If you know me, you know that I’ve never really given a rat’s ass about politics. I consider myself a Democrat, but a moderate one. I often say to myself, “I really should read the paper and watch the news so that I can be a more informed voter,” but then I usually don’t read any more than the comics and the “Ask Amy” column. That’s why it’s pretty incredible that last Thursday, I actually attended a U.S. Senate Subcommittee Hearing. Willingly, and on purpose! Of my own volition!
One of the reasons I don’t follow what’s going on the political world is because I find it all so confusing. As wonderful as “School House Rock” is, the “I’m Just a Bill” song doesn’t nearly cover all of the intricate steps that it takes to make a Bill become a Law. But I’m going to try to explain here in my blog, to the best of my understanding, what is happening on an issue that is very close to home for me and my family.
As I have mentioned in many past blog entries, I am a huge fan of Applied Behavioral Analysis (ABA) therapy as a treatment for people with autism. In fact, it is the ONLY treatment we use for both of our children. Unfortunately, ABA is extremely expensive. You can read about just how expensive it is in my previous post called, “To the Senate Armed Services Subcommittee on Personnel.” My husband and I feel truly fortunate that as an active duty member of the U.S. Air Force, I have medical insurance that covers this therapy. Many families are not this lucky. I have met plenty of parents who have sold their home, taken a second job, or put a second mortgage on their house to be able to pay for ABA therapy for their autistic child. I’ve met many more parents who simply go without therapy, which just breaks my heart. In the world in which my family lives, ABA therapy is just as essential to my children’s health as antibiotics for ear infections, X-rays for broken bones, and stitches for open wounds. It seems that convincing health insurance companies of this truth is going to take some more work.
Every active duty member of the U.S. military receives health care from a company called Tricare. But Tricare is not the program that covers ABA therapy. That therapy is covered by a separate, supplemental program called ECHO, which stands for Extended Care Health Option. Here is a definition of ECHO from Tricare’s website:
The Extended Care Health Option (ECHO) is a supplemental program to the basic TRICARE program. ECHO provides financial assistance for an integrated set of services and supplies to eligible active duty family members (including family members of activated National Guard or Reserve members).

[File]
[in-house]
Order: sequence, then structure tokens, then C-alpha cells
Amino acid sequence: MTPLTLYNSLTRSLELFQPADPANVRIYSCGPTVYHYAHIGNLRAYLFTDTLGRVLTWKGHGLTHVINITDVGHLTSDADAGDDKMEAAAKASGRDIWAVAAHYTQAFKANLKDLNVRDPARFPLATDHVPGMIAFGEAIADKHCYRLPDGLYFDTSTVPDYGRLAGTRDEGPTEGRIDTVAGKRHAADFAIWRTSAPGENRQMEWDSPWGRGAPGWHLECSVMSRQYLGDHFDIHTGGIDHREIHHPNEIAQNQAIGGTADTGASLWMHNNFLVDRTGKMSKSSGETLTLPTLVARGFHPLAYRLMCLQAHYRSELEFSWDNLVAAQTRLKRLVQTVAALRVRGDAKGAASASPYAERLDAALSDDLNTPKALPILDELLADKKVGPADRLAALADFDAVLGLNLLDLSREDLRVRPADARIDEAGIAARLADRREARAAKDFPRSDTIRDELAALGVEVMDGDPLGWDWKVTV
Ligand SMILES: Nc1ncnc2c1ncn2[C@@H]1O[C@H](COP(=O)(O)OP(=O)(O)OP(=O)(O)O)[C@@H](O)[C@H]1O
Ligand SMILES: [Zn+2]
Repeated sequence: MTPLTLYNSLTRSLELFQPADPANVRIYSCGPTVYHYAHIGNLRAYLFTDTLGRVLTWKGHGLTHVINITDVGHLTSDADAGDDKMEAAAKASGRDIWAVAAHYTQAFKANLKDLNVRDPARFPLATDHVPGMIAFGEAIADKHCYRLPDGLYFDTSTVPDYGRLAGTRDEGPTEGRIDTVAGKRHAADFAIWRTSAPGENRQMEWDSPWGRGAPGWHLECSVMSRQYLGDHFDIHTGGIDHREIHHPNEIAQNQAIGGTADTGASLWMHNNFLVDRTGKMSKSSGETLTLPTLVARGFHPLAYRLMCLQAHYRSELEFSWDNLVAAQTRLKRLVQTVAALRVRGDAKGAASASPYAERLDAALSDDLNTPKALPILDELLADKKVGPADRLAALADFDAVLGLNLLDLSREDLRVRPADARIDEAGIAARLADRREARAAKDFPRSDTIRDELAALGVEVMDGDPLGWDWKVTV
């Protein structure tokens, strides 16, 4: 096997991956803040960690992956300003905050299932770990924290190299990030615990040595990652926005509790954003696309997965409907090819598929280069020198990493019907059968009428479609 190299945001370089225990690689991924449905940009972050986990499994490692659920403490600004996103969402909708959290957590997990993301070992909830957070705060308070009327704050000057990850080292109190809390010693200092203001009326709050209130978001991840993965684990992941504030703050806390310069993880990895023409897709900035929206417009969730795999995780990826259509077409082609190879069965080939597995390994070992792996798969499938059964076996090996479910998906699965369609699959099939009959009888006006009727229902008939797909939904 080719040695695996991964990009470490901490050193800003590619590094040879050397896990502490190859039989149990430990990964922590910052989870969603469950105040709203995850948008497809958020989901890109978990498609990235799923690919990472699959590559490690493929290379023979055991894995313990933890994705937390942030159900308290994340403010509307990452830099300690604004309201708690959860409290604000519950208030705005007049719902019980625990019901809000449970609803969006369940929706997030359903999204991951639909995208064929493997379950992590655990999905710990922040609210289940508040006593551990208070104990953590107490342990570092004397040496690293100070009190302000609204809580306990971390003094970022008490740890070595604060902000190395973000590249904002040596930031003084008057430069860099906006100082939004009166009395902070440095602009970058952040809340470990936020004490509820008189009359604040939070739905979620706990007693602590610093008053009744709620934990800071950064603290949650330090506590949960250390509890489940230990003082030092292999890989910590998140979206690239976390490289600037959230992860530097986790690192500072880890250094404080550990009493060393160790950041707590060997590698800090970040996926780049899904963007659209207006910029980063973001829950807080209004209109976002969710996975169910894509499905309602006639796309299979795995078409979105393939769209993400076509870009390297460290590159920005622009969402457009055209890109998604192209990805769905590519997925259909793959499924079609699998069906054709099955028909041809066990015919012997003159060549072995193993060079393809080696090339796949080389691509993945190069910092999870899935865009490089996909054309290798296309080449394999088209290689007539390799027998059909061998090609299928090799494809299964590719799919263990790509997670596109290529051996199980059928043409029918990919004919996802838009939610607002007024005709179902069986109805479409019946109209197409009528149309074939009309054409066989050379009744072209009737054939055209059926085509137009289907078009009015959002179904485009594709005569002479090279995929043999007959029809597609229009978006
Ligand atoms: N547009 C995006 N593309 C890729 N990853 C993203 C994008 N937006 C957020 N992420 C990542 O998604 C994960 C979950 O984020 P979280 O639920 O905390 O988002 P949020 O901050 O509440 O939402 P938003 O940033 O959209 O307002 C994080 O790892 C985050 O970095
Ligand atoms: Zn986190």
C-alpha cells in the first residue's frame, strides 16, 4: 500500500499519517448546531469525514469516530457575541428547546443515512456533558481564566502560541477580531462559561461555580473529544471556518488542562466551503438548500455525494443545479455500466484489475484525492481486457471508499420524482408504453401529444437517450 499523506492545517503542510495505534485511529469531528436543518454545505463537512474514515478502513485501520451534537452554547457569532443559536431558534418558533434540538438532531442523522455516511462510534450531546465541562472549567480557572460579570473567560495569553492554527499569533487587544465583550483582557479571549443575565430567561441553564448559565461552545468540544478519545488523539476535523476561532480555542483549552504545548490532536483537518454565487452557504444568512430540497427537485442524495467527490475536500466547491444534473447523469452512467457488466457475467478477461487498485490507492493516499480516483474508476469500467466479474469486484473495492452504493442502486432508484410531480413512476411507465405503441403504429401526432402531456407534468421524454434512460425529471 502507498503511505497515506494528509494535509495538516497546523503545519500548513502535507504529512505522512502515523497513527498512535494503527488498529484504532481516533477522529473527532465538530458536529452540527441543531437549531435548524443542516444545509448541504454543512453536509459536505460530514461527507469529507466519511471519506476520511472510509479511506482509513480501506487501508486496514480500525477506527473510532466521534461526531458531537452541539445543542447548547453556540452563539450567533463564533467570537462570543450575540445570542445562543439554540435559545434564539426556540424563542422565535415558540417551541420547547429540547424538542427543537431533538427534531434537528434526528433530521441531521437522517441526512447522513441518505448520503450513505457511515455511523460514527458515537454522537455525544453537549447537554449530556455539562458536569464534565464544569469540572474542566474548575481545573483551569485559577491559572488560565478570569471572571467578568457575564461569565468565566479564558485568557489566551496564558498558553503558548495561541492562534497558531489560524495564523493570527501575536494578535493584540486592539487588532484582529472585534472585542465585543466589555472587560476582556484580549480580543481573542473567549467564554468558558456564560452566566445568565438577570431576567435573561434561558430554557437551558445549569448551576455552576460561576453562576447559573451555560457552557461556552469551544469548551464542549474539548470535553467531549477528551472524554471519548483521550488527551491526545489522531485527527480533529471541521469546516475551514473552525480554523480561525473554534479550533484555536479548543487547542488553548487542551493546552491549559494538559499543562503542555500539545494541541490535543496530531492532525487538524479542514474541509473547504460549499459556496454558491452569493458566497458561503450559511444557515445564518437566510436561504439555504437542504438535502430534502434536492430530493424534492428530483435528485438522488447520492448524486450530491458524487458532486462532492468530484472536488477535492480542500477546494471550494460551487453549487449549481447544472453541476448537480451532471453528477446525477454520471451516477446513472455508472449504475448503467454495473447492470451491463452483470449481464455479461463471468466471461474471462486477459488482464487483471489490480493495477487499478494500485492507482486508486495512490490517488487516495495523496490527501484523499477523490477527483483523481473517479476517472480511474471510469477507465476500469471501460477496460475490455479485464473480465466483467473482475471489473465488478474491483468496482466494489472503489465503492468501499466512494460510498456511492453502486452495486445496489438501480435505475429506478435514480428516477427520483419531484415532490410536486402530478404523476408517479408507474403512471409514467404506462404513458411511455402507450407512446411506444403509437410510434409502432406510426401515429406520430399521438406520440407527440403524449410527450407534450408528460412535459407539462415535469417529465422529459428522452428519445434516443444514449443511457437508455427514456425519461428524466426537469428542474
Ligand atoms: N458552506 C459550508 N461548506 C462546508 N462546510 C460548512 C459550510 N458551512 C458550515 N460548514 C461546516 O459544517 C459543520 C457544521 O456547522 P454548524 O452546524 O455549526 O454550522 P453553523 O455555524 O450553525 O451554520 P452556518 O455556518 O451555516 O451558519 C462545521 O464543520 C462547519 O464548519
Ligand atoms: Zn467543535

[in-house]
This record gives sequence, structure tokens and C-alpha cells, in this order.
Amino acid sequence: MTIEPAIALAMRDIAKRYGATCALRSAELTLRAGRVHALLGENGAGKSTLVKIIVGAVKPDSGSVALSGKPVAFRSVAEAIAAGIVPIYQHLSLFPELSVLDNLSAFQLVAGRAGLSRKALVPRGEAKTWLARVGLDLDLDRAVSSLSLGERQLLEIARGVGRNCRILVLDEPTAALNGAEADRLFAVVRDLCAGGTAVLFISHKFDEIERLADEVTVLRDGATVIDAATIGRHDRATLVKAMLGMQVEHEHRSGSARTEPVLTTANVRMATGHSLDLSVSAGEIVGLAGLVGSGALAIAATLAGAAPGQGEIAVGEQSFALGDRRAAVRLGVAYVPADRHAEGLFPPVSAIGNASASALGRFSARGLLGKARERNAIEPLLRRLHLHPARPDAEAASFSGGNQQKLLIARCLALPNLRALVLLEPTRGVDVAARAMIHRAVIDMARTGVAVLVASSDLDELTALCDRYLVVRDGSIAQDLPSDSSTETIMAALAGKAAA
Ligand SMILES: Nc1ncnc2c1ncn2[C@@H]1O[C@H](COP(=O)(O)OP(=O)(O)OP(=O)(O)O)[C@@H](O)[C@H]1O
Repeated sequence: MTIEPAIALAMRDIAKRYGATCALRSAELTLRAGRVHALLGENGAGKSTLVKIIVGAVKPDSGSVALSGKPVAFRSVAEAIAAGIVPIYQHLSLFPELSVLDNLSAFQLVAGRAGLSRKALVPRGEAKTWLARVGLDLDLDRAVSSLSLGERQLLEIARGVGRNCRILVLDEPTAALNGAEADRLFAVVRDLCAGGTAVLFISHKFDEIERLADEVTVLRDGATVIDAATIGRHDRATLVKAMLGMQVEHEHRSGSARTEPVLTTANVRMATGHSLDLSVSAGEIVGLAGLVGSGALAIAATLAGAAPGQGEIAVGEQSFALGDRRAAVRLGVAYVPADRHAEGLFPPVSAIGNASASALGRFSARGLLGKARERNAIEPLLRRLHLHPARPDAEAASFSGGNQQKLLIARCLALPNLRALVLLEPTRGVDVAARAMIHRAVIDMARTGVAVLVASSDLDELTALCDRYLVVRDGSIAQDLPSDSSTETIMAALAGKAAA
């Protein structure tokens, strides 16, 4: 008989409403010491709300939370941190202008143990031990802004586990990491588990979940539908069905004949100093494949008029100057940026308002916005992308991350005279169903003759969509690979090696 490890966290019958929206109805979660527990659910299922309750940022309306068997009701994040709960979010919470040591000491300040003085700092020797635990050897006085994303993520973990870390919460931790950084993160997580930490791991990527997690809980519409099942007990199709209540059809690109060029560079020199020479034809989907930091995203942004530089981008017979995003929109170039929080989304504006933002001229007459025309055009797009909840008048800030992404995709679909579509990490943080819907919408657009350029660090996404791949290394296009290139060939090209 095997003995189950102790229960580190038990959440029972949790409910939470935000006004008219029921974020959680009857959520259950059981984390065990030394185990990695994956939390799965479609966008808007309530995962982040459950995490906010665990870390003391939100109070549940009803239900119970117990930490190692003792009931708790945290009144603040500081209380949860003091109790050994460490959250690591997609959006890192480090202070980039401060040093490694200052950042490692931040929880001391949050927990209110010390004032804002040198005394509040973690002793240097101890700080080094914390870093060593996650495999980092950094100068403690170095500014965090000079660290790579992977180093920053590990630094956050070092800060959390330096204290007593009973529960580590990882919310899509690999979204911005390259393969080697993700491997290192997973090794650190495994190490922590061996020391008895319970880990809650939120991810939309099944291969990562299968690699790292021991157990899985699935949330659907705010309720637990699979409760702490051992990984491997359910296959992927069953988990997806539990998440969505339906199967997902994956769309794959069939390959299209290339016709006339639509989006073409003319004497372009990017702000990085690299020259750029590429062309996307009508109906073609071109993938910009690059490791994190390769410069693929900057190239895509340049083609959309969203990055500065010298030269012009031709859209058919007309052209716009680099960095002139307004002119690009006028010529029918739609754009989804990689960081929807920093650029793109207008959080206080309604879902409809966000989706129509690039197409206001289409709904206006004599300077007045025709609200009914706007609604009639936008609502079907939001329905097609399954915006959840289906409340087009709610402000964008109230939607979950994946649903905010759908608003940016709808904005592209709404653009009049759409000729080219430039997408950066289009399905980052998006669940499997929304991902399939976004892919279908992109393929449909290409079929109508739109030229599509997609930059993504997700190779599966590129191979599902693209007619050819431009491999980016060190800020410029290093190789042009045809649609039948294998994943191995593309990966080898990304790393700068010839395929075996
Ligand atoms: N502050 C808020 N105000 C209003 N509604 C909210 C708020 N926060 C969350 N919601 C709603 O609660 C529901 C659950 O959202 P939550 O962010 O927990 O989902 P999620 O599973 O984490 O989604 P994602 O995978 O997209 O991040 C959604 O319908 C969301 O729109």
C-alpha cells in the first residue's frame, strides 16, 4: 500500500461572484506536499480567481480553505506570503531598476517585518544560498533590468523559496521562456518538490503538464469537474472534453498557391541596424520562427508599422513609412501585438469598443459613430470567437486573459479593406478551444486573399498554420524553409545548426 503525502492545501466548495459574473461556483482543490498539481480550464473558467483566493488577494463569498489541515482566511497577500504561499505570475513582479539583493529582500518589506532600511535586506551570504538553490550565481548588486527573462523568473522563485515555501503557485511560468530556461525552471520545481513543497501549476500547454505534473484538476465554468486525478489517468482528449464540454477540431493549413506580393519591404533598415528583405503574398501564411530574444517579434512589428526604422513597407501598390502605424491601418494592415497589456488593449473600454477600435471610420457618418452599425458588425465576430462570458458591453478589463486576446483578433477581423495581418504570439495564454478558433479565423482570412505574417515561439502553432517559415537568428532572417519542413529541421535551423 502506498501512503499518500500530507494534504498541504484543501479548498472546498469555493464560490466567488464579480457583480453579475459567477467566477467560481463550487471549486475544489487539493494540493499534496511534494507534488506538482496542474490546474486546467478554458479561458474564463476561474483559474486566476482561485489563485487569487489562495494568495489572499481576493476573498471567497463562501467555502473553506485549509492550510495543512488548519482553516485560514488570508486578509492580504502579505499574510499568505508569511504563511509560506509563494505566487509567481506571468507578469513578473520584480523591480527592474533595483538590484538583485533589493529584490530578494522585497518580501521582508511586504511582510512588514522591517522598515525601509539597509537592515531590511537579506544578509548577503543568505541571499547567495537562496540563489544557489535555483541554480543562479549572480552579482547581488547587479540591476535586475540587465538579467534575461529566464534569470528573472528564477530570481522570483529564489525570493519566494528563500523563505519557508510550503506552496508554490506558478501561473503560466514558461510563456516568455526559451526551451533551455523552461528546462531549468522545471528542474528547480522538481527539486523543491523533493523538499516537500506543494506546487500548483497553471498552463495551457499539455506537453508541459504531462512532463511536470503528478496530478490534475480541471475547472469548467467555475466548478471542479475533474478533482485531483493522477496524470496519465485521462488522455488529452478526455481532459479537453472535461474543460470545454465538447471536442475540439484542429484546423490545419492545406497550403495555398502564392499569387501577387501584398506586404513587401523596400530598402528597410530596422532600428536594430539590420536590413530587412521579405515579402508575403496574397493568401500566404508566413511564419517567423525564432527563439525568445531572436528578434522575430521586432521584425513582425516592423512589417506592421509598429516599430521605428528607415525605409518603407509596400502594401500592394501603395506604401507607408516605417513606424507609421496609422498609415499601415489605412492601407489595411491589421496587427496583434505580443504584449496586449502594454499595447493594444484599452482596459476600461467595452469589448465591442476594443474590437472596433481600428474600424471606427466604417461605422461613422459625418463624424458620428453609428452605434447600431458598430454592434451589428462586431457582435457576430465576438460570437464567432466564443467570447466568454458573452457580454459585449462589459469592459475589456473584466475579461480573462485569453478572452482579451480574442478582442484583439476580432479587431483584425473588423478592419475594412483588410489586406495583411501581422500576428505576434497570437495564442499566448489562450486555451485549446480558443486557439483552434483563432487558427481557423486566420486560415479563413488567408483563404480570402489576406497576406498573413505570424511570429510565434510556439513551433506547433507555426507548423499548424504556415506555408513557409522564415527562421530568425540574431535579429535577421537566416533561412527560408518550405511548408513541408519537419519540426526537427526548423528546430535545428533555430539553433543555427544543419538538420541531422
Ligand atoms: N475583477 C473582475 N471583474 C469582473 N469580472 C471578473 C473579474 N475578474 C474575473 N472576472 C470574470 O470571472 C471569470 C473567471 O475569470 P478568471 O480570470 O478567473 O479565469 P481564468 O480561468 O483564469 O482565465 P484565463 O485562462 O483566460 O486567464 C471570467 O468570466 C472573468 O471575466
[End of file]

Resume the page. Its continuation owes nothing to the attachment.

There is no enrollment fee for ECHO, however family members must:
- Have an ECHO-qualifying condition.
- Enroll in the Exceptional Family Member Program (EFMP) as provided by the sponsor’s branch of service.
- Register in ECHO through ECHO case managers in each TRICARE region.
What this basically means is that to enroll in ECHO and receive services, you don’t have to pay anything extra, but you do have to fill out a buttload of paperwork. Which I have done – twice.
The big issue that led me to attend a Senate hearing is the simple fact that ECHO is currently NOT available to retired military members. I hit 15 years of service in the Air Force on June 11, 2012, and am anxiously anticipating my retirement in 2017. But the ABA therapy issue has given me many sleepless nights, especially after learning that I have not just one, but TWO children with autism. How in the world am I going to afford ABA therapy for 2 children after I retire from the Air Force?
I was excited to recently learn that the train has already been set in motion for this to change, and I was happy to jump on board. (Here is the part where I try to explain everything that I understand about politics, but will probably not get it all right.) Congress is currently debating many parts of the National Defense Authorization Act for Fiscal Year 2013, which is essentially the U.S. Military’s budget for next year. An amendment to this law has been proposed that would extend the ECHO benefits (and therefore ABA therapy) to retired military members and also to Federal Employees.
Why now? Because On May 30, 2012, a federal agency called the U.S. Office of Personnel Management (OPM) released this statement: